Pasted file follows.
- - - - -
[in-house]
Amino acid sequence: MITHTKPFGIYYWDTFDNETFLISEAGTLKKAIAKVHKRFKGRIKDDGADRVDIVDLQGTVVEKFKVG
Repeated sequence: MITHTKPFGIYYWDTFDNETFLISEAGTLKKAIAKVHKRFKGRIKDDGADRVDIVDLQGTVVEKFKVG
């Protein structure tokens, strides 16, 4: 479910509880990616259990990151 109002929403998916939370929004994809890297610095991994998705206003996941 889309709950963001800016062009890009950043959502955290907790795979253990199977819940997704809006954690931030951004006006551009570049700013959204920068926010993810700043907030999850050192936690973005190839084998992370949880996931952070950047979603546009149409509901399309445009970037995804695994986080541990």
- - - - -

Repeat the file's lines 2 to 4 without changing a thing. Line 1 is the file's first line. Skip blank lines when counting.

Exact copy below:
Amino acid sequence: MITHTKPFGIYYWDTFDNETFLISEAGTLKKAIAKVHKRFKGRIKDDGADRVDIVDLQGTVVEKFKVG
Repeated sequence: MITHTKPFGIYYWDTFDNETFLISEAGTLKKAIAKVHKRFKGRIKDDGADRVDIVDLQGTVVEKFKVG
């Protein structure tokens, strides 16, 4: 479910509880990616259990990151 109002929403998916939370929004994809890297610095991994998705206003996941 889309709950963001800016062009890009950043959502955290907790795979253990199977819940997704809006954690931030951004006006551009570049700013959204920068926010993810700043907030999850050192936690973005190839084998992370949880996931952070950047979603546009149409509901399309445009970037995804695994986080541990």